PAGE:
People have been trying to fix me for my whole career, not because I was broken, but because traditional thinking was focused on finding weaknesses and then fixing them as the pathway to higher levels of performance, but the science suggests that a focus on developing strengths is a much more effective way. In the words of Peter Drucker “…one cannot build on weaknesses. To achieve results, one has to use all the available strengths…. these strengths are the true opportunities. To make strengths productive is the unique purpose of organisations”. So, how do you address the imbalance, what are the advantages and how do you approach strengths based development?

Addressing the imbalance

As discussed in my previous article our negativity bias and ‘fight or flight’ instinct has us perpetually on the lookout for negativity in our environment and critically assessing the people within it, so it’s no surprise that we feel the need to focus so much effort on finding and fixing weaknesses. So should we just ignore weaknesses? Absolutely not, understanding and dealing with ‘show stopping’ weaknesses is an essential part of building resilience and capability, but that focus alone can only take you so far. Albert Einstein summed up the problem beautifully, “Everybody is a Genius. But if you judge a fish by its ability to climb a tree, it will live its whole life believing that it is stupid”.  What is clear is that if you effectively address the imbalance there are significant advantages both competitively and from a people perspective.

A competitive advantage

Two large studies stand out as to why addressing the imbalance is worth the effort for organisations. Firstly, a study of 19,187 employees from 34 organisations across seven industries and 29 countries, by the Corporate Leadership Council found that when managers focused on weakness development it led to a 26.8% decline in performance, whereas when they focused on strengths development performance increased by 36.4%. Secondly, a recent study by Gallup that included 49,495 business units with 1.2 million employees across 22 organisations in seven industries and 45 countries, found that 90% of workgroups that received a strengths intervention performed significantly better than control groups. The results included a 10-19% increase in sales, a 14-29% increase in profits and a 9-15% increase in employee engagement. Now that I have your attention, what are the advantages for people?

A people advantage

Several studies also show a significant advantage in terms of a strengths based approach to the development and growth of individuals. These advantages include higher levels of subjective well-being (i.e. happiness), increased team member engagement, improved confidence, higher energy levels, increased resilience, greater chance of goal achievement, improved self-esteem and reduced stress. A substantial list of benefits that also help create an environment charged with positive emotion, creativity and a sense of meaning and purpose for the team. So the evidence is compelling for both individuals and organisations, getting the opportunity to do what you do best each day, that is, using your strengths, is a core predictor of workplace engagement, which in turn is a core predictor of a range of business outcomes (Harter, Schmidt, & Hayes, 2002).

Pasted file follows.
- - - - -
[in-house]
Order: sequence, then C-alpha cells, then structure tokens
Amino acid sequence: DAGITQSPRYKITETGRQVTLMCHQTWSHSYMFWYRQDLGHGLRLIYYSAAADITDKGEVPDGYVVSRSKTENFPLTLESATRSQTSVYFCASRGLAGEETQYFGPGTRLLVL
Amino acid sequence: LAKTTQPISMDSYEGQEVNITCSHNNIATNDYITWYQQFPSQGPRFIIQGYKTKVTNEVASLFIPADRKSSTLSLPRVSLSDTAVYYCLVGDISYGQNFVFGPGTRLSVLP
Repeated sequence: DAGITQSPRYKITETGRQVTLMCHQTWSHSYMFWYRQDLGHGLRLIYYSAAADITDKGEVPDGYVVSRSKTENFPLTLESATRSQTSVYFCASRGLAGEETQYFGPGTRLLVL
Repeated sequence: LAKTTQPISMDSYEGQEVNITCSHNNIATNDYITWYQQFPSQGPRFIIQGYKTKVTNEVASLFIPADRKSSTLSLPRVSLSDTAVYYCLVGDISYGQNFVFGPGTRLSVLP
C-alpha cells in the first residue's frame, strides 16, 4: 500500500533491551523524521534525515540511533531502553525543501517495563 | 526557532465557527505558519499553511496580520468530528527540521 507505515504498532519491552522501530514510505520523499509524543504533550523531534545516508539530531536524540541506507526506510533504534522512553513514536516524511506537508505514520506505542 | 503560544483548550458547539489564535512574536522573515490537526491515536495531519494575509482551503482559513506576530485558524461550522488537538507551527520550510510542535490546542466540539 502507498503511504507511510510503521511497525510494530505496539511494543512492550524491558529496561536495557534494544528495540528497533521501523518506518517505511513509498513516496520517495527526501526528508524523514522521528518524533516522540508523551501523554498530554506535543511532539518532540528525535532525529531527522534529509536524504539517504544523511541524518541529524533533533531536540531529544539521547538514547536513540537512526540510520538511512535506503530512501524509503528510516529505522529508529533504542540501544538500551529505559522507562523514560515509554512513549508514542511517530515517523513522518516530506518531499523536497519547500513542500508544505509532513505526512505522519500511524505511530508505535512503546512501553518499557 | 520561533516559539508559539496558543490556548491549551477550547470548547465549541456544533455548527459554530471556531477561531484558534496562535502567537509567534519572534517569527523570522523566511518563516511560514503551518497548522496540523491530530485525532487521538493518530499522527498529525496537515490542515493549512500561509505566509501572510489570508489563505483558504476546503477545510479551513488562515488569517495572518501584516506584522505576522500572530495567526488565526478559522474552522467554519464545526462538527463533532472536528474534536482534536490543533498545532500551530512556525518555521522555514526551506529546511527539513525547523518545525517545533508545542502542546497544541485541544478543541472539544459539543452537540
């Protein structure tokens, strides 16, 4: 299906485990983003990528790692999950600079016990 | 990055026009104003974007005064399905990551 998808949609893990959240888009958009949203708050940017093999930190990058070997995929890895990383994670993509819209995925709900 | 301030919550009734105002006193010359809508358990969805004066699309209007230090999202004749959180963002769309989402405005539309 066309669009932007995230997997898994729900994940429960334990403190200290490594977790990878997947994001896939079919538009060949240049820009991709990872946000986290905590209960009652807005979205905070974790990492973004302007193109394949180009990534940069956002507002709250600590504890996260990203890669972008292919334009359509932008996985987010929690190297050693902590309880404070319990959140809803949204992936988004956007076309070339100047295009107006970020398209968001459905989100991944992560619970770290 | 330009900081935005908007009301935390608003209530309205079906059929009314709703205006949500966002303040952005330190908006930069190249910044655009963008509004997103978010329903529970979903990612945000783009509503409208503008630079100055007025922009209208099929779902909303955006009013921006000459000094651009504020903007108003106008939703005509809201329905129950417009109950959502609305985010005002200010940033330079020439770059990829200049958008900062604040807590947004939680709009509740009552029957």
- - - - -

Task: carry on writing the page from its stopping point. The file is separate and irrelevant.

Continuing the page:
A strengths based approach

Here are some tips to for a strengths based approach to development:

  1. Align strengths to objectives and values– strengths should be seen as tools that are leveraged most effectively when they are aligned to clearly defined objectives and congruent with the values of the individual. So, defining objectives and values are an essential early step in the process.
  2. Address the imbalance – focus effort on developing strengths (what is right), rather than weaknesses (what is wrong). Only work on weaknesses that create significant risk to your personal brand, well-being or objectives. If they do, (and assuming you have traditional methods covered) then minimise their use, delegate them, use strengths to compensate or build a strengths based team that can make weaknesses irrelevant.
  3. Build understanding and awareness – knowing and understanding your strengths is an important step and there are several tools available. Alex Linley’s Strengths Spotting tips or the Values in Action (VIA) Inventory are great ways to get started. If want a more detailed understanding of your strengths and how to use them more effectively there are also tools like the R2 Strength Profiler from the Centre for Applied Positive Psychology or StrengthsFinder2.0 developed by Gallup.
  4. Use existing strengths effectively – once you know what your strengths are, you should align them to your goals and dial them up and down, based on the needs of the situation. There is in effect a strengths ‘sweet spot’ where you can combine strengths or play to them perfectly to power performance and optimise your effectiveness.
  5. Unlock latent strengths – most assessments identify strengths that you should use more often or that you aren’t using at all. The R2 Strength Profiler, as an example, specifically identifies these latent strengths, so that you can use these essentially untapped resources to step change performance.
  6. Use a coach – using a coach, mentor or someone that can work with you on clarifying your objectives, defining your values and interpreting and leveraging your strengths effectively can add enormous value to the overall outcome.

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